You, too, can be a productivity expert

Paul Nolan

With his new book, “Smarter Faster Better: The Secrets of Being Productive in Life and Business,” Pulitzer Prize-winning New York Times business writer Charles Duhigg has followed up his bestseller on habits with a close look at the choices the most productive among us make that the rest of us don’t.

SMM: Joel Stein of Businessweek wrote in his review of your book, “He’s a reasonable man trying to figure out how we all can do a little better by adjusting our life a bit.” Is that a fair summary of what you were after with this book?

Duhigg: It was about four years ago and “The Power of Habit” had just come out and was doing fairly well. In addition I was working on a big project for the New York Times that would go on to win the Pulitzer [editor’s note: a series of articles about the business practices of Apple and other technology companies entitled “The iEconomy”],so professionally it was a very successful period for me. But I would come home and tell my wife, “If this is what success feels like, sign me back up for failure because this is really, really hard.” I would get home after a long day and I really wanted to do was have a glass of wine and have dinner with my kids, and I would have 100 emails to deal with and four memos that I was halfway through and needed to finish up. It just felt like I was on this treadmill and the faster I was running, the more I was falling behind.

I felt like there were people out there for whom that wasn’t true – who seemed to get everything done that I did and more, but who still seemed relaxed and on top of things. I reached out to researchers to ask them, “Am I right? Are these people super-productive?” And researchers said they are. We know from research and science that there are some people who are vastly more productive than others. There are some companies that are more productive than other firms. The secret isn’t that they are working harder, it’s that they are working differently. They are thinking differently. They are in many ways thinking just a half an inch deeper about their goals, about their priorities, about how they sharpen their focus, how they self-motivate. And that half-inch makes all the difference whether someone is vastly different or simply busy.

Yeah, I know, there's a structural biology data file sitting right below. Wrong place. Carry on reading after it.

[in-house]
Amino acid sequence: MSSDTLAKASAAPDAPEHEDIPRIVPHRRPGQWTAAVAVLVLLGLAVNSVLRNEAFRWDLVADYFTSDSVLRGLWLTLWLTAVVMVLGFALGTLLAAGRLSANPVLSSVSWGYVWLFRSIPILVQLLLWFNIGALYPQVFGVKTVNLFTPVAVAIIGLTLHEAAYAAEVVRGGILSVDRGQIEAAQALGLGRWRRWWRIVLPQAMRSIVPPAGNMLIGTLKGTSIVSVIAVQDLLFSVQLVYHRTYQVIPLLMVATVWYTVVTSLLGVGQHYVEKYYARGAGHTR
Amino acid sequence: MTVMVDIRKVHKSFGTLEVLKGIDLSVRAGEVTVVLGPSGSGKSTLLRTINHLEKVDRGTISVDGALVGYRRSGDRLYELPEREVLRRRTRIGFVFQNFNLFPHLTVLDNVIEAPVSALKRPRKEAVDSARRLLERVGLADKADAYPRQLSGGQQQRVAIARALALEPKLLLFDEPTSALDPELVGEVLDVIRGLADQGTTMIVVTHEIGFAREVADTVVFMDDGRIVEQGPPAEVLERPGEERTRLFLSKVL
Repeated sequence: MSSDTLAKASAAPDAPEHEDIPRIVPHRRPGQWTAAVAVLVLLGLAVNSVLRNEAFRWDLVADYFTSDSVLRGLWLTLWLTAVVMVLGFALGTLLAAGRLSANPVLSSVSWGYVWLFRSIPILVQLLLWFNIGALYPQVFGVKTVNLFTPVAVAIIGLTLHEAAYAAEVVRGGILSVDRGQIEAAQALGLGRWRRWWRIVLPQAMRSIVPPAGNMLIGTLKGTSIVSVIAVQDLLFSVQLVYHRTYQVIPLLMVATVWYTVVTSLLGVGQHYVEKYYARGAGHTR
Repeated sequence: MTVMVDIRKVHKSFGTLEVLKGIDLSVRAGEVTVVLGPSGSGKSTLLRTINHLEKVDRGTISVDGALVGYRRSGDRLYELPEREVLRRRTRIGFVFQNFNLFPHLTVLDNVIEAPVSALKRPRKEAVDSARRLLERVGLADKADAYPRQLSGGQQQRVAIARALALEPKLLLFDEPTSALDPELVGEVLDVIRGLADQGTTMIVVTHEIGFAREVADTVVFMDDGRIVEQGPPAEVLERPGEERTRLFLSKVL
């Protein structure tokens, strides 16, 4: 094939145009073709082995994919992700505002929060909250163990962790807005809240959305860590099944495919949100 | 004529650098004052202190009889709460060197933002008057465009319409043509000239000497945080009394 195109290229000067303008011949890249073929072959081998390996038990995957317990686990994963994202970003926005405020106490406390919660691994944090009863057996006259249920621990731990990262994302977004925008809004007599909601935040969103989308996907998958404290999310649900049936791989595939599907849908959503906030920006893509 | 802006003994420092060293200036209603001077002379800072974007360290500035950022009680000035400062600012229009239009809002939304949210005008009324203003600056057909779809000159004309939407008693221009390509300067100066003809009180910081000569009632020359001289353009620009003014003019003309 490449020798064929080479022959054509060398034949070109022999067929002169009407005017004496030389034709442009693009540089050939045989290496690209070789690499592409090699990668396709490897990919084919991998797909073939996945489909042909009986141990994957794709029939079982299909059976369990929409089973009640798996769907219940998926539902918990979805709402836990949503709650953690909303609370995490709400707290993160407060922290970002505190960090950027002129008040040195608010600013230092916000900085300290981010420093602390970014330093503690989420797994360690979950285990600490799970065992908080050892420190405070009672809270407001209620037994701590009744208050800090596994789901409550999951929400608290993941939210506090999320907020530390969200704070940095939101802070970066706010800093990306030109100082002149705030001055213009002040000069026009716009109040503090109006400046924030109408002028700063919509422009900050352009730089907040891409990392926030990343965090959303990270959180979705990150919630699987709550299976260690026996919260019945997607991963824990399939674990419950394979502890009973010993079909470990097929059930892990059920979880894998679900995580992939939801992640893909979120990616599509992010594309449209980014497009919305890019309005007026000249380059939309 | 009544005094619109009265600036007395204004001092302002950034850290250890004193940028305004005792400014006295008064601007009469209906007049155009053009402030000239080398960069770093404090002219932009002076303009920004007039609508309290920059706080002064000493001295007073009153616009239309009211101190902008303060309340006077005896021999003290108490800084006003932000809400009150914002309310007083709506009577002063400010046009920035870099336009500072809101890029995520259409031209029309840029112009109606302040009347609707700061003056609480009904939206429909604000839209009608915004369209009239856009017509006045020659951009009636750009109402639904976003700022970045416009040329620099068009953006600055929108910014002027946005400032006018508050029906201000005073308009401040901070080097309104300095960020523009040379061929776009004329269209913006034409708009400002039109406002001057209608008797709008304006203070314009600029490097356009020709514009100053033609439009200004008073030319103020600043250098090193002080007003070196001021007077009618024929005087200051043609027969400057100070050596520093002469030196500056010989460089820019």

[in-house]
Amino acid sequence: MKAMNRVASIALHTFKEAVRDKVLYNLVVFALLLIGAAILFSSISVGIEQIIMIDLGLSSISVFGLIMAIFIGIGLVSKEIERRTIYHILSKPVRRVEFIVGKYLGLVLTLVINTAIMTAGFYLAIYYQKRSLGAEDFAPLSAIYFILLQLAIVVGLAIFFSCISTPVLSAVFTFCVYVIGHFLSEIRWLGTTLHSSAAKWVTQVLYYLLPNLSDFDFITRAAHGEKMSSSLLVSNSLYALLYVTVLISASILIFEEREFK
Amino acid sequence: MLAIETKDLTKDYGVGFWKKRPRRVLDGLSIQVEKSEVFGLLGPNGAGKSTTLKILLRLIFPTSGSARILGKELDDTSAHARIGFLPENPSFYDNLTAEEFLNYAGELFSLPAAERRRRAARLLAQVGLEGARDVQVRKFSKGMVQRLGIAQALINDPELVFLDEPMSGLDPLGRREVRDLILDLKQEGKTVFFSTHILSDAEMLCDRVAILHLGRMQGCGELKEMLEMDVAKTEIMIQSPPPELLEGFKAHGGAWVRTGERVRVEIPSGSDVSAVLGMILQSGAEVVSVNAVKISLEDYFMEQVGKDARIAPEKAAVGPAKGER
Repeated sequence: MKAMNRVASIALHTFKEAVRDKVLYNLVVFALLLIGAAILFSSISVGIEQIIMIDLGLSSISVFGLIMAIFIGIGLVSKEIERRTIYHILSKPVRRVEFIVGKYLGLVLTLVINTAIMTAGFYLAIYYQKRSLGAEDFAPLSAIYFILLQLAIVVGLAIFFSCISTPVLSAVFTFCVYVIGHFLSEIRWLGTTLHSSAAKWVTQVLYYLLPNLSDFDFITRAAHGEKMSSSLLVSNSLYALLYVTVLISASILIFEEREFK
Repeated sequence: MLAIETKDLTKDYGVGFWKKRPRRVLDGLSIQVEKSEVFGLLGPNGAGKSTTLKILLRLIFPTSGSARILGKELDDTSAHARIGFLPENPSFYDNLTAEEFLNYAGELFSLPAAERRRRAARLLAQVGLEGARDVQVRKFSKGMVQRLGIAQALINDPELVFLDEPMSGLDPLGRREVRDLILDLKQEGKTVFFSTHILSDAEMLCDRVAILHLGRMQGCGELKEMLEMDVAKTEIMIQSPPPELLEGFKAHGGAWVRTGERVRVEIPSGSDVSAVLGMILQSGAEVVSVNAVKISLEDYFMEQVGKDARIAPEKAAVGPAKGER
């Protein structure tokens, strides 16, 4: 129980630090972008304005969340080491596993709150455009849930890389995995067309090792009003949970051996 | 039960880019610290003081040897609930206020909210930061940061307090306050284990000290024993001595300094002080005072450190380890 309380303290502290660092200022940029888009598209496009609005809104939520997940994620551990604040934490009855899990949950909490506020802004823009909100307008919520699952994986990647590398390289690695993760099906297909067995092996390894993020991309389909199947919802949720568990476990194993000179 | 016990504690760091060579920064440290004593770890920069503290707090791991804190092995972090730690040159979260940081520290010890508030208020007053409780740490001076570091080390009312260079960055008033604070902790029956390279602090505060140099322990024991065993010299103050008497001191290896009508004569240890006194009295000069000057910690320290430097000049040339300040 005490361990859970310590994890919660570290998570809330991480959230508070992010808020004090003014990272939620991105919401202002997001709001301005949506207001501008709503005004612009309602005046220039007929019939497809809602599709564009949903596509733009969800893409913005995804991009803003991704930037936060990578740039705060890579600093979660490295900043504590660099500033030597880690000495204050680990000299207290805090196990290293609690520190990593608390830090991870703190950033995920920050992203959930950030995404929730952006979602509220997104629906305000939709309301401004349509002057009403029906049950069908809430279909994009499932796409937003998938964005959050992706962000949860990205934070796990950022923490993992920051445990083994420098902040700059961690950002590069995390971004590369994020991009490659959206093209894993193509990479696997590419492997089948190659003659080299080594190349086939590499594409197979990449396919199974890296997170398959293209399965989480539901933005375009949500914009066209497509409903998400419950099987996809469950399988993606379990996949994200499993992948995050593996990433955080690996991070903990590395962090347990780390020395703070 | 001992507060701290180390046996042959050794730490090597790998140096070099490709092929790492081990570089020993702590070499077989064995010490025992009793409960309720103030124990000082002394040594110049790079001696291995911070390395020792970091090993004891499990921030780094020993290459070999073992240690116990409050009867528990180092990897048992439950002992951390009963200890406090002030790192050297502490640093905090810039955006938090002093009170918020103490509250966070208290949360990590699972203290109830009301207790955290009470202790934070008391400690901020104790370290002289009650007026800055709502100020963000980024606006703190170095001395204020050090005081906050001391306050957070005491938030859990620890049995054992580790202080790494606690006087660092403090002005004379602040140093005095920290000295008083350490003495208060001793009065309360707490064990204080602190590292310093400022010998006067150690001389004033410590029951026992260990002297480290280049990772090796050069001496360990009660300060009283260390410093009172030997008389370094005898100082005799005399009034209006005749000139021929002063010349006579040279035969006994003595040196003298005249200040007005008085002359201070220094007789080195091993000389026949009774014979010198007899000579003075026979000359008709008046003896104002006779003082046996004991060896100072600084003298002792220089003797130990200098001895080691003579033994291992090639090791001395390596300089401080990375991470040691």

SMM: Is this an innate quality, something that is learned, or is it a bit of both?

Duhigg: It’s absolutely learned. Anyone can train themselves to think differently in ways that create more productivity. Anyone can take more control over their life. It’s a matter of simply being exposed to the right lessons. But it’s a skill, just like reading or writing.

The problem is that many peoples see it as innate – that it’s the product of being exceptionally smart, or going to the right schools, or working for a company that has a lot of money. That obscures the truth. Many of the most productive people went through periods of hardship, went through periods where they didn’t go to the best schools, or they didn’t work for the best company, and it’s actually because of that period that they became more productive. When your back is against the wall you can’t afford to simply be reactive. That’s often when we train ourselves in these skills that are most essential to productivity.

SMM: In one chapter, you examine two airplane emergencies that had significantly different endings – one in a tragic crash into the Atlantic Ocean and the other with a spectacular emergency landing that is now taught in aviation schools. You state that the difference between life and death in this instance was a lead pilot’s insistence on running through all of the possible emergencies in his head before the plane ever took off. In sales, is that mental model exemplified by role playing?

Duhigg:  That is absolutely fair. One of the best ways to establish strong mental models is to tell yourself a story of what you expect to happen. Role playing is exactly that – it’s taking a script and practicing that script. What we know is the people who seem to do best at sharpening their focus and being able to avoid distractions are people who have unusually detailed mental models – unusually detailed stories that they have told themselves.

SMM: You hear the same thing about the best athletes – that they envision the game playing out in their head before they actually compete.

Duhigg: Absolutely. Michael Phelps visualizes every single race down to each stroke before he jumps in the water for exactly that reason – he wants to figure out, “What should I pay attention to and what should I ignore?”

SMM: You talk about the importance of combining SMART goals [specific, measurable, attainable, realistic and timely) with larger stretch goals. A lot of sales managers will say that salespeople make their quotas by performing a series of smaller steps.

Duhigg: There is the saying, “Plan your work and then work your plan.” I think that’s the same thing, with one caveat: If you are too focused on the small steps, it’s possible to lose sight of your bigger priorities. Our brain craves that feeling of accomplishment from checking something off of our to-do list. It craves it at the expense of other, more important things. If you use a to-do list as an external memory aid, your eyes are going to go immediately to the easiest thing or the second-easiest thing on that list because you’re going to crave that sense of accomplishment. About 25 percent of people who write to-do lists actually put something they have already done at the top of their list.